The last thing I'd like to mention is the importance of Muslim participation in the political system in our country. In this year with the presidential election in full swing, this fact is even more evident. I was watching the Republican primary in Michigan a few weeks ago, and many of the candidates were in and around Dearborn, MI, home of the Ford Motor Company as well as probably the largest concentration of Arab American Muslims in the United States. I kept waiting to hear the pundants mention these folks but when they did it was only to say that they were relatively insignificant, because in a recent poll, a vast majority of those Muslim citizens "didn't believe in voting". This appalled me personally, as there is no shari'ah text that prohibit such a thing and in fact actually encourage it. The prophet (sws) said "The best Jihad is to stand up for truth before an unjust ruler". He (sws) also said, "If my followers fail to stand up to an oppressor and say to him: ‘You are an oppressor’, then there will be no good in them." In some countries there is no legal way to do this, and so the only way it's done is unfortunately through violence. However, we have in this country, a unique system that allows in the law, for those desenting voices to be heard without fear of persecution by the law. We Muslims should realize this opprotunity and be willing to participate for the betterment of all. Allah (swt) says, "How should ye not fight for the cause of Allah and of the feeble among men and of the women and the children who are crying: Our Lord! Bring us forth from out this town of which the people are oppressors! Oh, give us from Thy presence some protecting friend! Oh, give us from Thy presence some defender!" (An-Nisa; 75)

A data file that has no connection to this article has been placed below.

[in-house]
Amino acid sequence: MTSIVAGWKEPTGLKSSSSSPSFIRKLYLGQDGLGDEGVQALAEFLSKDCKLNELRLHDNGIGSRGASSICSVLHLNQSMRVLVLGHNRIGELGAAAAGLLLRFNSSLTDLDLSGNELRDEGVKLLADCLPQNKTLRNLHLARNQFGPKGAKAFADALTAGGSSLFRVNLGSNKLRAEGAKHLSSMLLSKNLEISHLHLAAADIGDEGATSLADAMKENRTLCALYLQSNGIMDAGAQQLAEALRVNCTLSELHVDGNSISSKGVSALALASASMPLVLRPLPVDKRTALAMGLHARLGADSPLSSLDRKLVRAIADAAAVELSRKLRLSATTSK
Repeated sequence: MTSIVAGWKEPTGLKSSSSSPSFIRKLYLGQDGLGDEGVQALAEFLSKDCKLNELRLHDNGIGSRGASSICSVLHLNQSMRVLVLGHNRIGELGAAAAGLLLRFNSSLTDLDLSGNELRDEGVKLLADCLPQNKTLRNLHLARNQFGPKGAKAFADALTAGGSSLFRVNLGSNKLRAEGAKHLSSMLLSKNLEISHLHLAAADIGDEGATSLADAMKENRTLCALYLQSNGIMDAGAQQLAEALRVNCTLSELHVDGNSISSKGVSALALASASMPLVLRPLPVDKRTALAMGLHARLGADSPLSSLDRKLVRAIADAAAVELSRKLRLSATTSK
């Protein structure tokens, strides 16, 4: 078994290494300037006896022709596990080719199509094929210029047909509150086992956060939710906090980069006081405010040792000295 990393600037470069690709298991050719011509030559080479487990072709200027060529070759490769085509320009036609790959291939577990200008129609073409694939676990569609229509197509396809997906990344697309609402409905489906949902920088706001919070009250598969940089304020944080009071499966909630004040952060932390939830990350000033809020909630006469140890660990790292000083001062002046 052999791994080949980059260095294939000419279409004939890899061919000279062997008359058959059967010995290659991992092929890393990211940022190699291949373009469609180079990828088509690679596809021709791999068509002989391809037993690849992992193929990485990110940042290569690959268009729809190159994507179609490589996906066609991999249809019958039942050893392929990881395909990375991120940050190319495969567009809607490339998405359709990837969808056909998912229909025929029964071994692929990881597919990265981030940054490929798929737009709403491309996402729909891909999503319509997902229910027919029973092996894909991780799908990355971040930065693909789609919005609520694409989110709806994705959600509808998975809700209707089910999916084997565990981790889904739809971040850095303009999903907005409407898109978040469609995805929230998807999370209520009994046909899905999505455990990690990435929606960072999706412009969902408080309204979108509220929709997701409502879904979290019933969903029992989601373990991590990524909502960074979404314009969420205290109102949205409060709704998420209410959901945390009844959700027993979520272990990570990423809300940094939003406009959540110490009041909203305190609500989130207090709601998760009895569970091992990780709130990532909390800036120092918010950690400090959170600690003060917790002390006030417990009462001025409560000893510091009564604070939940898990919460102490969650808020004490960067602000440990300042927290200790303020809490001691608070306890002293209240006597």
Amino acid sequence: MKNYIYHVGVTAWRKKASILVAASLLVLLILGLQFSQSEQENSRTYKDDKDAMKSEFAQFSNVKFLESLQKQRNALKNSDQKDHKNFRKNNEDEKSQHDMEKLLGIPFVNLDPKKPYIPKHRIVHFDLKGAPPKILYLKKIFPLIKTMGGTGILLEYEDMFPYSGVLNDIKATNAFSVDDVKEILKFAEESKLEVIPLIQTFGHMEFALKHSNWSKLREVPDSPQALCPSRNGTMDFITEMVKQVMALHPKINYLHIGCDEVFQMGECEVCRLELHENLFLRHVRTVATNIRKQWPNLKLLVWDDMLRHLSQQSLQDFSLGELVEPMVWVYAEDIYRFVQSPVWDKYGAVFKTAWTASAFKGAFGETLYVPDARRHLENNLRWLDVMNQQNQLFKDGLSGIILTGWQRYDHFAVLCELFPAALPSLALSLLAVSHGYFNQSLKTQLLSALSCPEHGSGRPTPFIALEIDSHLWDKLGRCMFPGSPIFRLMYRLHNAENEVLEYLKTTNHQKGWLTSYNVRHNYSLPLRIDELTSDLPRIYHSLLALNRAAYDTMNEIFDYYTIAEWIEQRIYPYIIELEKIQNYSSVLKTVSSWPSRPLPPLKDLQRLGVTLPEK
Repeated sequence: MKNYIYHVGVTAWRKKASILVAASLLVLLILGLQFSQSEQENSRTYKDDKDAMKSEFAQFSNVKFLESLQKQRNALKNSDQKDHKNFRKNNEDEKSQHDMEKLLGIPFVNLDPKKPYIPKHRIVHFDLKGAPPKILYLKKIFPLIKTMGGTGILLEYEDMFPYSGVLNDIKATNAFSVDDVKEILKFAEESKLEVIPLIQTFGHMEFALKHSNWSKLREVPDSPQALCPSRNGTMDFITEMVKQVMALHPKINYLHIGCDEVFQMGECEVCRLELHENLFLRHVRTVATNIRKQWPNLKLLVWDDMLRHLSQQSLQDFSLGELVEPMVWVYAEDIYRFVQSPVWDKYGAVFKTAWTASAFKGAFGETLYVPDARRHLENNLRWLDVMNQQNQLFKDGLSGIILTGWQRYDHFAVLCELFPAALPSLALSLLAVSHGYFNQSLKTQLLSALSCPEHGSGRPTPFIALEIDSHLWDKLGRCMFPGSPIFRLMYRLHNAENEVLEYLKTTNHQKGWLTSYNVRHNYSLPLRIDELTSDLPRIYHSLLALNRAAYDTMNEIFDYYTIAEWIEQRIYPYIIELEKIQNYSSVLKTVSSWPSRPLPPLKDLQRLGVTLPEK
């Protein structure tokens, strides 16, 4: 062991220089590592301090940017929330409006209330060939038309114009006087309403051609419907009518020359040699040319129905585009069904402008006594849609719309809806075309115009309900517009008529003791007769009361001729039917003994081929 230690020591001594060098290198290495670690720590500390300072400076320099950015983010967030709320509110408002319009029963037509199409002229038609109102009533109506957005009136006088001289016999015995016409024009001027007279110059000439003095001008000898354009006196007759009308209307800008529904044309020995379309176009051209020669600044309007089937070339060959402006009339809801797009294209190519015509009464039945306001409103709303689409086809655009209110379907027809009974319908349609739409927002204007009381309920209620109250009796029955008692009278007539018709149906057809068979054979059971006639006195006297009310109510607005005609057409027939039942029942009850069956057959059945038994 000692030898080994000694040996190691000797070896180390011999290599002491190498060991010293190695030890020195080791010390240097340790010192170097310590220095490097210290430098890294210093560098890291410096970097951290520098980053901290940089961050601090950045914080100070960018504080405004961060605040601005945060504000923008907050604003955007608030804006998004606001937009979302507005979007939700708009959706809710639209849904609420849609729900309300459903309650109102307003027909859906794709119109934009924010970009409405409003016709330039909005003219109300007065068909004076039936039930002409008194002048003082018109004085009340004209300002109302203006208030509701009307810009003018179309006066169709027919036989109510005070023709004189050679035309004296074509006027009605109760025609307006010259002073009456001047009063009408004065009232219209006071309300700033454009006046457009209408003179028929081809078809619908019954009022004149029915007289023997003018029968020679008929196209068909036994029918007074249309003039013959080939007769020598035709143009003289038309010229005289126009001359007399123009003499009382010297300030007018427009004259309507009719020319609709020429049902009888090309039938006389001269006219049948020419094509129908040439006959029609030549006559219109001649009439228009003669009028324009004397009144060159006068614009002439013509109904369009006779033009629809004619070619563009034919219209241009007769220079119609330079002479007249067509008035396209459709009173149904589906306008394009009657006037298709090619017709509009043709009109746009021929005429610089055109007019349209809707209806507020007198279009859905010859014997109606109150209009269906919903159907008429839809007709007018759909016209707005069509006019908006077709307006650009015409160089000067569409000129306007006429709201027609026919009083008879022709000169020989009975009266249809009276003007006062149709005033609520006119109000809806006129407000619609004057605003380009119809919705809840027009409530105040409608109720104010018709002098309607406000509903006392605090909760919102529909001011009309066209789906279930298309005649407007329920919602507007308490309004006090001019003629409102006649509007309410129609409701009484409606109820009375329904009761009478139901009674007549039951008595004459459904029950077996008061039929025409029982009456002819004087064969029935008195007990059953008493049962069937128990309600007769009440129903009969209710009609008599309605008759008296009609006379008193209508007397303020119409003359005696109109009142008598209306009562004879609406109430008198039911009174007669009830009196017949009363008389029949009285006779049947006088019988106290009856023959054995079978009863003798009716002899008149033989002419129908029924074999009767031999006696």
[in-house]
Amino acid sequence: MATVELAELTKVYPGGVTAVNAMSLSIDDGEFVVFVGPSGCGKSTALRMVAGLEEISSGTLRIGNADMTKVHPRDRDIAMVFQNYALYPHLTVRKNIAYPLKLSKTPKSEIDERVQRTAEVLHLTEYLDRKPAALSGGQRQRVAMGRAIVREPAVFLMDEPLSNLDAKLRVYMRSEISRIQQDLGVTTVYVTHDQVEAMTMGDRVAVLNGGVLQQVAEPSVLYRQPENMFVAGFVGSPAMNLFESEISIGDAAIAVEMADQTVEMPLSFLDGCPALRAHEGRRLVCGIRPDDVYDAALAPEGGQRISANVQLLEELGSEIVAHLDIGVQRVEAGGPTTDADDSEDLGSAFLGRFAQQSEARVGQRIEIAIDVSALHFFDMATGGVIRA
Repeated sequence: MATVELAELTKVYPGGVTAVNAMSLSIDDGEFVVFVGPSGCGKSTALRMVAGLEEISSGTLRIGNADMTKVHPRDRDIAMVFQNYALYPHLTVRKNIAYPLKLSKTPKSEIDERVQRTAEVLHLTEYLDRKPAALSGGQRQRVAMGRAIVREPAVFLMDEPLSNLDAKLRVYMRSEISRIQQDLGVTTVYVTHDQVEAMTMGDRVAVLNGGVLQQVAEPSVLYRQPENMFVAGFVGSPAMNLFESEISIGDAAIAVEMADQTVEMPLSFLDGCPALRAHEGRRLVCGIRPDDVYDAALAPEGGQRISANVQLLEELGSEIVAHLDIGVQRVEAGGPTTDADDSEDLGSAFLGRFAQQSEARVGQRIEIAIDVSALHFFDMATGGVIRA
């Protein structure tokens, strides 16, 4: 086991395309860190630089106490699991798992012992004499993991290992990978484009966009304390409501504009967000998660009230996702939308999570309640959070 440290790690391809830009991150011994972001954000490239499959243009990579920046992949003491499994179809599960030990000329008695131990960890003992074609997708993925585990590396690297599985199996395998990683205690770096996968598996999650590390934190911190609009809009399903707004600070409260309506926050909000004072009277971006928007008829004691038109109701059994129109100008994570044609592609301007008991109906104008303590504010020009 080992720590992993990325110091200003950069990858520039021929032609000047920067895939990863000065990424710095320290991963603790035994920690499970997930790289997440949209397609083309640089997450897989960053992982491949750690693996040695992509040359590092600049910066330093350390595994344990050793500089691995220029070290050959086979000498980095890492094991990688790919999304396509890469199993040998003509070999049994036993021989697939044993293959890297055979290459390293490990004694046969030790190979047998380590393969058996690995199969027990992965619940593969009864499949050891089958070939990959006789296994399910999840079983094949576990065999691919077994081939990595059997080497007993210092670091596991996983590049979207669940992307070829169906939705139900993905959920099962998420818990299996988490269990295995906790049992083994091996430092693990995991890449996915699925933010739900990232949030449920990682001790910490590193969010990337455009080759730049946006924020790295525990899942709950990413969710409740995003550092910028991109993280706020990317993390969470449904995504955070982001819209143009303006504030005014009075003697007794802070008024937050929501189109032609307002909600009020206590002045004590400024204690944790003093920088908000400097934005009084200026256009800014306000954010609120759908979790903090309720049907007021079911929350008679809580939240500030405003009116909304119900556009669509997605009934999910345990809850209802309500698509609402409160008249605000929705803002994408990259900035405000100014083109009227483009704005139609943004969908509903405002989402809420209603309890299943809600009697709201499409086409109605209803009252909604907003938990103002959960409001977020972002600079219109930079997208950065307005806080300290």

So, in conclusion it is important that we remember Allah constantly, and take heed of his message in all that we do, and especially with living amongst non-Muslims. I believe that it is our responsibility to be upright ambassadors of our faith to the people of this country, so that our children and grandchildren will know an America that welcomes Islam as an vital part of it's spiritual tradition.

Allahuma Eghfir lil' Muslimeena wal Muslimat...
Wal Moumineena wal Mouminaat...
Al Ahya'ee minhum wal amwat...
Innaka Samee'um mujibul dawat...
wa Qala Allah... (surat Wal Asr)
wa Qulu qawli hathaa wa staghirullahali walakum
wa aqimi Salat...